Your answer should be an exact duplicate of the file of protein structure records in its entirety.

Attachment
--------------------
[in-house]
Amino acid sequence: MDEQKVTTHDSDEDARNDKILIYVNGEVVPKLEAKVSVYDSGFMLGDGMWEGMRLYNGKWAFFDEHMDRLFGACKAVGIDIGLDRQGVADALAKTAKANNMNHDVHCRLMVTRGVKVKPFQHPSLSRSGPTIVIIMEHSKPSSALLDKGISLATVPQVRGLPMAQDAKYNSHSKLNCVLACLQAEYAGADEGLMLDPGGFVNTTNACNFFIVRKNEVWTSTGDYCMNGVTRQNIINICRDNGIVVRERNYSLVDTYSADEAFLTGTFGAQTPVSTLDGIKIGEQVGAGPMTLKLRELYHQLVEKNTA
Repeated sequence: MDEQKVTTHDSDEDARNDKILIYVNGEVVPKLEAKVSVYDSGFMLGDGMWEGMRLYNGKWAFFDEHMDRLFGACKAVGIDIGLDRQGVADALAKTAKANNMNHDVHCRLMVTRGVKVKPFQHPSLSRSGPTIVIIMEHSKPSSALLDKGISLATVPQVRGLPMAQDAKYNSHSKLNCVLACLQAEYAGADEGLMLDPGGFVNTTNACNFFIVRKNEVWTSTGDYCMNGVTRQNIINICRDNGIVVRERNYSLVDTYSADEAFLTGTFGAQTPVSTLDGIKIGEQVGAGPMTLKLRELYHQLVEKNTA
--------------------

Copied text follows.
[in-house]
Amino acid sequence: MDEQKVTTHDSDEDARNDKILIYVNGEVVPKLEAKVSVYDSGFMLGDGMWEGMRLYNGKWAFFDEHMDRLFGACKAVGIDIGLDRQGVADALAKTAKANNMNHDVHCRLMVTRGVKVKPFQHPSLSRSGPTIVIIMEHSKPSSALLDKGISLATVPQVRGLPMAQDAKYNSHSKLNCVLACLQAEYAGADEGLMLDPGGFVNTTNACNFFIVRKNEVWTSTGDYCMNGVTRQNIINICRDNGIVVRERNYSLVDTYSADEAFLTGTFGAQTPVSTLDGIKIGEQVGAGPMTLKLRELYHQLVEKNTA
Repeated sequence: MDEQKVTTHDSDEDARNDKILIYVNGEVVPKLEAKVSVYDSGFMLGDGMWEGMRLYNGKWAFFDEHMDRLFGACKAVGIDIGLDRQGVADALAKTAKANNMNHDVHCRLMVTRGVKVKPFQHPSLSRSGPTIVIIMEHSKPSSALLDKGISLATVPQVRGLPMAQDAKYNSHSKLNCVLACLQAEYAGADEGLMLDPGGFVNTTNACNFFIVRKNEVWTSTGDYCMNGVTRQNIINICRDNGIVVRERNYSLVDTYSADEAFLTGTFGAQTPVSTLDGIKIGEQVGAGPMTLKLRELYHQLVEKNTA